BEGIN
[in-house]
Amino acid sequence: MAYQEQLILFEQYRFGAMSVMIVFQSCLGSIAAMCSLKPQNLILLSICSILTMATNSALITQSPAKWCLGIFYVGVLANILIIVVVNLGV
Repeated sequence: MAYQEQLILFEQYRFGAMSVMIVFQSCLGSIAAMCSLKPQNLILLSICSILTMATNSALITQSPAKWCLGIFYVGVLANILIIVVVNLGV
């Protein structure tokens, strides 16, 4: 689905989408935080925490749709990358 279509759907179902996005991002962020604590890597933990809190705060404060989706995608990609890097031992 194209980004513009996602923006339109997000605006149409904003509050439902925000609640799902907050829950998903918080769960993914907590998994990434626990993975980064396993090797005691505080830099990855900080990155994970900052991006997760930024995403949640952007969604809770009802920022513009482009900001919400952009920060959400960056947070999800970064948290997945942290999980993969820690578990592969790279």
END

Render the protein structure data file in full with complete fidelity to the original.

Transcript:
[in-house]
Amino acid sequence: MAYQEQLILFEQYRFGAMSVMIVFQSCLGSIAAMCSLKPQNLILLSICSILTMATNSALITQSPAKWCLGIFYVGVLANILIIVVVNLGV
Repeated sequence: MAYQEQLILFEQYRFGAMSVMIVFQSCLGSIAAMCSLKPQNLILLSICSILTMATNSALITQSPAKWCLGIFYVGVLANILIIVVVNLGV
């Protein structure tokens, strides 16, 4: 689905989408935080925490749709990358 279509759907179902996005991002962020604590890597933990809190705060404060989706995608990609890097031992 194209980004513009996602923006339109997000605006149409904003509050439902925000609640799902907050829950998903918080769960993914907590998994990434626990993975980064396993090797005691505080830099990855900080990155994970900052991006997760930024995403949640952007969604809770009802920022513009482009900001919400952009920060959400960056947070999800970064948290997945942290999980993969820690578990592969790279």